– I’m not familiar with Honeycomb, so I don’t know really what it pulled from there. I’m guessing quite a bit, because visually it’s quite different to current Android phones. I always thought that Android phone manufacturers made great phones, but the Android software lacked polish and user-friendliness. I was told the glassy look is from Honeycomb. There are a lot more blues and purples on the phone, rather than green. The icons look different, more shiny. The marketplace app is the same as the current one. Not sure if a new one is being worked on.

– The Gmail app is a lot better looking than the current one. If you flip the phone to the side, it has the preview pane, like how Outlook works, with the emails on the left and the message on the right. It looks really nice. Vertically, it works similarly to the current Gmail app, but looks a lot cleaner. In an email the reply button says “reply” rather than having that arrow. There’s a down arrow next to the reply button that has “reply all,” “save as draft,” etc. The threads are smaller (could be due to the higher resolution screen) and around 10-12 threads can fit on the screen. Other than visual tweaks, it’s the same thing.

– Calendar app is revised, a lot less cluttered, glassy bluish look. New calendar widget available.

– The internet browser is leaps and bounds better than what you currently get. It has a completely revamped interface, and the icon is no longer the blue earth icon. The icon is now an Android behind the earth, which is green and blue. Name is still “Internet.” But it’s really easy to use. I personally hated the stock browser for Android, but I’d actually consider using this. It has its tabs at the bottom of the screen now, similar to Opera Browser mobile. The pinch to zoom is better than before, the rendering is excellent, no checkerboards. Zoomed out the text is pristine. Really liking the browser app.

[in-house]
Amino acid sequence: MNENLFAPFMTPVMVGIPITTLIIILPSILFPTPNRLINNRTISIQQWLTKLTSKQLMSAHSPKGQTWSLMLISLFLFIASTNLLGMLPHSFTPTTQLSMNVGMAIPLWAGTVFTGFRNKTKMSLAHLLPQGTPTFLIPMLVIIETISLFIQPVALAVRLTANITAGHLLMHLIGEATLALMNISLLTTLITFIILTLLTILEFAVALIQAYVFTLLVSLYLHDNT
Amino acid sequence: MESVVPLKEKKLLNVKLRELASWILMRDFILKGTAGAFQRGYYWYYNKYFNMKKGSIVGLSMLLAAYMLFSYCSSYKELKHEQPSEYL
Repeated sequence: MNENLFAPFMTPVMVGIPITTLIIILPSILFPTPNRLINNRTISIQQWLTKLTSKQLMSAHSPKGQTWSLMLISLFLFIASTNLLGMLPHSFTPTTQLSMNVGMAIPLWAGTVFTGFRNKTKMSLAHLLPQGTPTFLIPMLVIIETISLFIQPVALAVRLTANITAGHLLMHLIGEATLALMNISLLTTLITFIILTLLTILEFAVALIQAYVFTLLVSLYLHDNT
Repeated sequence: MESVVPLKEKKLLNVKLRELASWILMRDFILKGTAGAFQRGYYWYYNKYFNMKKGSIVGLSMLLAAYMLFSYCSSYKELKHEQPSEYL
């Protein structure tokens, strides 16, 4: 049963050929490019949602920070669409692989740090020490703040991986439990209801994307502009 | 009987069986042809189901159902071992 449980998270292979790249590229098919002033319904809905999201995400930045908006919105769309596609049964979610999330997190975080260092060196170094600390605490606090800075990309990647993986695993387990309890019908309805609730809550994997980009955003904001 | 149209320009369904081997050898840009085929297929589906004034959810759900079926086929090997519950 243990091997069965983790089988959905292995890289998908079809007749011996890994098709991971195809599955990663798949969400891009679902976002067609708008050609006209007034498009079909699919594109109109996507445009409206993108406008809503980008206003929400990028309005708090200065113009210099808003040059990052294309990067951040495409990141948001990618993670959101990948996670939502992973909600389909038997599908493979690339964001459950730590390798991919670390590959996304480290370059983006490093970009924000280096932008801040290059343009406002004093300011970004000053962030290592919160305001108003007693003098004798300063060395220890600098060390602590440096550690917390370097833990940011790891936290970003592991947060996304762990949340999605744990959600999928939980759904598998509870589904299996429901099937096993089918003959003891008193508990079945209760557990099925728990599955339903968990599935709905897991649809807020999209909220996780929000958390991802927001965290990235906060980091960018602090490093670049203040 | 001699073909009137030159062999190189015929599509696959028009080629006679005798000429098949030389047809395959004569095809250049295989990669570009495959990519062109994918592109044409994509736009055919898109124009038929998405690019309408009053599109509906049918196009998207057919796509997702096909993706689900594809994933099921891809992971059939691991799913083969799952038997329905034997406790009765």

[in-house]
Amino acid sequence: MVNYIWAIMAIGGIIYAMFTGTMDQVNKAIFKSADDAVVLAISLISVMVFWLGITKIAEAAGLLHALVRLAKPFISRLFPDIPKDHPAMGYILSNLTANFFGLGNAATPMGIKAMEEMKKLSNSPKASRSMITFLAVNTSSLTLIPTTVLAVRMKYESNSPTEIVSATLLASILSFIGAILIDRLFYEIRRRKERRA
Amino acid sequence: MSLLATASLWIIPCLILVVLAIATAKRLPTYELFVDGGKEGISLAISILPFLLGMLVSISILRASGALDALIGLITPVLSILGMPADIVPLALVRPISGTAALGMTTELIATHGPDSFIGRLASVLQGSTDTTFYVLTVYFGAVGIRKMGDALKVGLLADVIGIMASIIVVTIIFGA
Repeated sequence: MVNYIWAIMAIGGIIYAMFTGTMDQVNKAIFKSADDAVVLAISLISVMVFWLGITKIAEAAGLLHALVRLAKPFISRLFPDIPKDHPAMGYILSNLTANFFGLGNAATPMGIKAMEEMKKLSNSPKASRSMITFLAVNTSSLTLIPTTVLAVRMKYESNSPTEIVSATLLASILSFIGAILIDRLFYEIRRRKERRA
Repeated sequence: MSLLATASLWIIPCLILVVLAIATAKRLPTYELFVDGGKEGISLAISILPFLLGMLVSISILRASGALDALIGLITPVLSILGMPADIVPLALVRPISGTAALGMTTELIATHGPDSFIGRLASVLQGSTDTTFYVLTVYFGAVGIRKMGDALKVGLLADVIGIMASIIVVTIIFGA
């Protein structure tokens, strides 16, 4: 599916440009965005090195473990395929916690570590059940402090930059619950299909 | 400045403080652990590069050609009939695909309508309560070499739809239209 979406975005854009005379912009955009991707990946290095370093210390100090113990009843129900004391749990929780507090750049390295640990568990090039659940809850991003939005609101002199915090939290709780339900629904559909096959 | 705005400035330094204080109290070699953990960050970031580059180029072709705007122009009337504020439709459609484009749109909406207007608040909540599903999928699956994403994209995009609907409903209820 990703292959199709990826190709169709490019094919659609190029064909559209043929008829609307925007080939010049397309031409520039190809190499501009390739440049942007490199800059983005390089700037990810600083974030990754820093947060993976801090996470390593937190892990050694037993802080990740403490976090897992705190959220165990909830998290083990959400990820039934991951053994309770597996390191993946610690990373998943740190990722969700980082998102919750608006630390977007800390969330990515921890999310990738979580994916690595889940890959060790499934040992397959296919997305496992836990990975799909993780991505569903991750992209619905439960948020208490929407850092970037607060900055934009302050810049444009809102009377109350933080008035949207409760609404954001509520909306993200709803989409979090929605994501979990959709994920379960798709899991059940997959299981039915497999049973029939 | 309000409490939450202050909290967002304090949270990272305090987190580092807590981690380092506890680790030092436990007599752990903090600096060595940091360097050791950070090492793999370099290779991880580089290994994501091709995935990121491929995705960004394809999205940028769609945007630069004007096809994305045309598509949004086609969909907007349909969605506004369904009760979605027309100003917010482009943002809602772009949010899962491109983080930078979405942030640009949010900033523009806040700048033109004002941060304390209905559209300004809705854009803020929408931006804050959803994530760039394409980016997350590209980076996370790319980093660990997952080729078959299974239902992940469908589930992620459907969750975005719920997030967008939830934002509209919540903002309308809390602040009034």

ANONYMOUS4Chan

 

All in all it’s shaping up to be quite a device but I, personally, can’t help but feel that this is more of a Nexus S than a Nexus One.  Meaning, this is going to be an upgraded and rebadged Galaxy SII, a product that has already been proven to be a runaway success in the US of A.  The Nexus One was a Google Phone first, an HTC Desire later.  Still, only time will tell, right?

Oh, and you can check out more on the Nexus Prime here and here, more on Ice Cream Sandwich here, here and here and more on possible Ice Cream Sandwich devices at HTC’s next event here.

Eric Schmidt confirms Ice Cream Sandwich for October or November

Eric Schmidt confirms Ice Cream Sandwich for October or November

Things seem to be going well for Google’s development team as their latest iteration of Android is on track for that Q4 release date promised four months ago.  Rather surprisingly, given the excitement for ICS, only four screenshots have been leaked which don’t really show much in terms of fresh UI.  Even these screens, upon closer examination seem to be fake as some key elements from the UI are taken straight from Cyanogenmod and one of its many themes.   You can read more about the leaks here.

We still have no idea of what’s coming other than that Ice Cream Sandwich shall unite elements from Gingerbread and Honeycomb together in a one size fits all OS.  ICS should also have special dev tools which will allow them to scale their apps for different screen sizes, resulting in little or no different between tablet and smartphone versions.

HTC Puccini Announced as AT&T’s Jetstream